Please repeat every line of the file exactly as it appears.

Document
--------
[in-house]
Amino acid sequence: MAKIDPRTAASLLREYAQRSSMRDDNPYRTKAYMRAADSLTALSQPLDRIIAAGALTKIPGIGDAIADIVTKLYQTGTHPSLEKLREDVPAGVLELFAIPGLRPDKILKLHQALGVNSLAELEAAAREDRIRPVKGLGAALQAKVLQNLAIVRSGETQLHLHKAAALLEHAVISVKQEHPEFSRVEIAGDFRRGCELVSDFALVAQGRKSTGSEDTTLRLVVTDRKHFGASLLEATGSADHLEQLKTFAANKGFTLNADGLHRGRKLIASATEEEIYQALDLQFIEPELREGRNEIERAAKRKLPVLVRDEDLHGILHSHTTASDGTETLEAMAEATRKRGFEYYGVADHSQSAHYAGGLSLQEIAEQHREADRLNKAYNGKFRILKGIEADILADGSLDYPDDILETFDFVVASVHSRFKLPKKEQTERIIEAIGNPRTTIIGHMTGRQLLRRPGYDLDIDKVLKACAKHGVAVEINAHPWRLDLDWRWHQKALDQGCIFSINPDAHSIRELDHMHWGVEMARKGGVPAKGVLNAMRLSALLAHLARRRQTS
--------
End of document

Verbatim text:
[in-house]
Amino acid sequence: MAKIDPRTAASLLREYAQRSSMRDDNPYRTKAYMRAADSLTALSQPLDRIIAAGALTKIPGIGDAIADIVTKLYQTGTHPSLEKLREDVPAGVLELFAIPGLRPDKILKLHQALGVNSLAELEAAAREDRIRPVKGLGAALQAKVLQNLAIVRSGETQLHLHKAAALLEHAVISVKQEHPEFSRVEIAGDFRRGCELVSDFALVAQGRKSTGSEDTTLRLVVTDRKHFGASLLEATGSADHLEQLKTFAANKGFTLNADGLHRGRKLIASATEEEIYQALDLQFIEPELREGRNEIERAAKRKLPVLVRDEDLHGILHSHTTASDGTETLEAMAEATRKRGFEYYGVADHSQSAHYAGGLSLQEIAEQHREADRLNKAYNGKFRILKGIEADILADGSLDYPDDILETFDFVVASVHSRFKLPKKEQTERIIEAIGNPRTTIIGHMTGRQLLRRPGYDLDIDKVLKACAKHGVAVEINAHPWRLDLDWRWHQKALDQGCIFSINPDAHSIRELDHMHWGVEMARKGGVPAKGVLNAMRLSALLAHLARRRQTS